Option D would not address the district’s facility needs at this time. However, it was noted that with projected interest rates, the project would cost an additional $4.5 million or more if the district waits three years. It would cost an additional $7.6 million or more if the district waits five years.
After carefully reviewing the feedback from our community and fully considering the financial impacts, the board decided to propose a modified version of Option A, referred to as “Revitalize.” This would include the construction of a new auditorium.
How has the community been involved in this process?
Our community has been the driving force behind the process to address facility needs at Charles City High School. In fact, a community-led task force has been evaluating needs at the school for more than a year as part of the process to create a long-term facilities master plan.
The needs identified include improvements to systems and finishes in 62-year-old building, along with the replacement of items at the end of their useful life. These updates, along with technology upgrades, building accessibility, air conditioning, and spaces that support 21st century learning, have been identified as critical to effective teaching and learning for students now and in the future.
We listened to your input through community meetings and surveys to modify the project in a way that provides necessary upgrades within a budget that limits the impact on property taxpayers.
What did the board learn from the community survey earlier this year?
More than 600 people completed our most recent community-wide survey, which indicated our community members are clearly interested and engaged in this important issue.
Of the four potential solutions presented in the survey, the “do nothing” option received the least amount of support, while 70 percent of those who responded believed the District needed to move forward with improvements. This clearly indicates there’s a desire in the community to address the facility needs in our high school.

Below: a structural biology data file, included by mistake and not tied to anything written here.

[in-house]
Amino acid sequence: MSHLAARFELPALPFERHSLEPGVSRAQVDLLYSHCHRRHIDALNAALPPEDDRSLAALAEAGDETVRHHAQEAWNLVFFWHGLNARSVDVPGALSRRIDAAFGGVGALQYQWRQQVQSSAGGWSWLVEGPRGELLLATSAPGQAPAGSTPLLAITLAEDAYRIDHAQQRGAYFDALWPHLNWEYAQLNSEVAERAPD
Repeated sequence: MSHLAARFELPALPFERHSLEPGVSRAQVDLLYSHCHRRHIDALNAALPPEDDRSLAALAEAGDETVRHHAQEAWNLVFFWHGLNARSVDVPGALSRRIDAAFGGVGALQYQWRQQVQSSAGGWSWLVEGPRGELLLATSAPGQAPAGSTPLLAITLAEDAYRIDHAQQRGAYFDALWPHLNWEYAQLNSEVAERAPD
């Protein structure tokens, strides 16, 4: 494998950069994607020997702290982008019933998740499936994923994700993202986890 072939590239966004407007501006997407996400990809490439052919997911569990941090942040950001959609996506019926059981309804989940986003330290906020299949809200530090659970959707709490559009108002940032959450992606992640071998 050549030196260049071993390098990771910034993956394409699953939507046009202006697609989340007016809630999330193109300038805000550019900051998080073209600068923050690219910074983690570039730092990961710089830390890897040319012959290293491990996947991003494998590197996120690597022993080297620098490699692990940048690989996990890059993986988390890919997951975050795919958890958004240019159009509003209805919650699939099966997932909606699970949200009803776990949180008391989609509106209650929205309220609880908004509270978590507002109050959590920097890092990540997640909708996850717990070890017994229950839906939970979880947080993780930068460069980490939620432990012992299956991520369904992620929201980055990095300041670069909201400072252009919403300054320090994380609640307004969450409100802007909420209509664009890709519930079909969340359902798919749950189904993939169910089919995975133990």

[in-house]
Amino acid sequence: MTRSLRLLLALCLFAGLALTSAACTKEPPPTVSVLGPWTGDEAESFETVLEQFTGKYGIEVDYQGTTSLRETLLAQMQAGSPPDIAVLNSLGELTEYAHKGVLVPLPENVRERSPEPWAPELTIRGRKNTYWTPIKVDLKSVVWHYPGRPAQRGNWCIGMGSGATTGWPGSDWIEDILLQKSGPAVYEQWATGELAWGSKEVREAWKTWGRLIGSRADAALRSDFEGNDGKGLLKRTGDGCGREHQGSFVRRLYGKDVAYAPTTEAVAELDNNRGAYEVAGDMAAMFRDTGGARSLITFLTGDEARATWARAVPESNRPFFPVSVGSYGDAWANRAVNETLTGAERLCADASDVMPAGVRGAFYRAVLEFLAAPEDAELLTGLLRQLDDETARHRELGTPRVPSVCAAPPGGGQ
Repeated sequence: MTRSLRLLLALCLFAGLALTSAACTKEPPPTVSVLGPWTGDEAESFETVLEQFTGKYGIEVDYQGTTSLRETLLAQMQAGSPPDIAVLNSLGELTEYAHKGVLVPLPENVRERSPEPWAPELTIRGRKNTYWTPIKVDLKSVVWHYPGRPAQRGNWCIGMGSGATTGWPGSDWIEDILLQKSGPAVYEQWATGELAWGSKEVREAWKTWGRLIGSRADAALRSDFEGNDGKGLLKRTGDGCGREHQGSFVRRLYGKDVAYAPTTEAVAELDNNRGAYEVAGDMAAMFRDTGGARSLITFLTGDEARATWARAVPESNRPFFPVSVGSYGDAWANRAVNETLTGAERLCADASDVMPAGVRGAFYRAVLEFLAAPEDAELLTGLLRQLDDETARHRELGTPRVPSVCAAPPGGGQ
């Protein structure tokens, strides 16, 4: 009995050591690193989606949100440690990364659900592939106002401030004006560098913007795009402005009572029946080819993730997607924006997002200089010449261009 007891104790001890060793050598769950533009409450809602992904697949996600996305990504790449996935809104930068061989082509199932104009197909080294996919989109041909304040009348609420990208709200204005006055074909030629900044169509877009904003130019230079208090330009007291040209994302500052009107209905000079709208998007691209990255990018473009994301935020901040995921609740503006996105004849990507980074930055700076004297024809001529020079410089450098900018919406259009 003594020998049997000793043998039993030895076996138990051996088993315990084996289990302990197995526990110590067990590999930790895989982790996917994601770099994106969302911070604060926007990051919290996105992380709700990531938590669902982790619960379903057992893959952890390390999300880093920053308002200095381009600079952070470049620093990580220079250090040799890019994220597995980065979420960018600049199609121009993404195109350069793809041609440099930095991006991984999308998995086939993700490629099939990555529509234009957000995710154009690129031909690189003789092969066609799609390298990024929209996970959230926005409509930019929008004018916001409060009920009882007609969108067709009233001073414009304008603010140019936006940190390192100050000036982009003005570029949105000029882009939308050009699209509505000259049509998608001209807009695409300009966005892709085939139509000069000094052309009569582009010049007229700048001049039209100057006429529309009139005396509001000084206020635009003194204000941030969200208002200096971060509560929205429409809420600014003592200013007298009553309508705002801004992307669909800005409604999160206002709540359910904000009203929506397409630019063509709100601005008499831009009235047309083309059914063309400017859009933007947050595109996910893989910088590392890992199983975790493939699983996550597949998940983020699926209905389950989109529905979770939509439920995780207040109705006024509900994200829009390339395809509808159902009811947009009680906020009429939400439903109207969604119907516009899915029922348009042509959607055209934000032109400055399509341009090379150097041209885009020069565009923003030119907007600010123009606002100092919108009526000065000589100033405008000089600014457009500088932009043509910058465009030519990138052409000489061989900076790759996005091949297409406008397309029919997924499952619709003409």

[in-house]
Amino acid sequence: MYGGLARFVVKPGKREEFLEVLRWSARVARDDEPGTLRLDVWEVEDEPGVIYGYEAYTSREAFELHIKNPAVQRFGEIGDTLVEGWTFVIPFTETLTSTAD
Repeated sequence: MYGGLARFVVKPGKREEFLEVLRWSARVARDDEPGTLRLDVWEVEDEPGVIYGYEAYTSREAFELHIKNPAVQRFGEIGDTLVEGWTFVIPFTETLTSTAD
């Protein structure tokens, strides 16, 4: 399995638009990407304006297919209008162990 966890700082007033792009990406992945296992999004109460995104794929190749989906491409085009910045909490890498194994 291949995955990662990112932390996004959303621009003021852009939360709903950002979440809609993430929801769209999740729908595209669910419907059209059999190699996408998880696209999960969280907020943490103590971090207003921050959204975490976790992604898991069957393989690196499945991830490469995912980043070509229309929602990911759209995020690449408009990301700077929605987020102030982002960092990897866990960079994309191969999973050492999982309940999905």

Will community members get to vote on this?
Yes, if the current petition circulating in the community gathers 500 signatures, the question will be put forth to district stakeholders for a vote in fall 2023.
If the board places a bond question on the ballot, what would the tax impact be?
If the board places a bond issue question on the ballot for March 2023, the estimated property tax impact would be $2.70 per year on every $1,000 of taxable property value (not assessed value). For example, a home assessed at $150,000, would result in a property tax increase of about $206.13 per year, or $17.18 per month.
Stakeholders can use this table to estimate the tax impact on their property.
The district and board aim to keep property taxes as low as possible in our community and will continue to work to balance the needs of our students and schools with those of our community members as we invest in their local schools.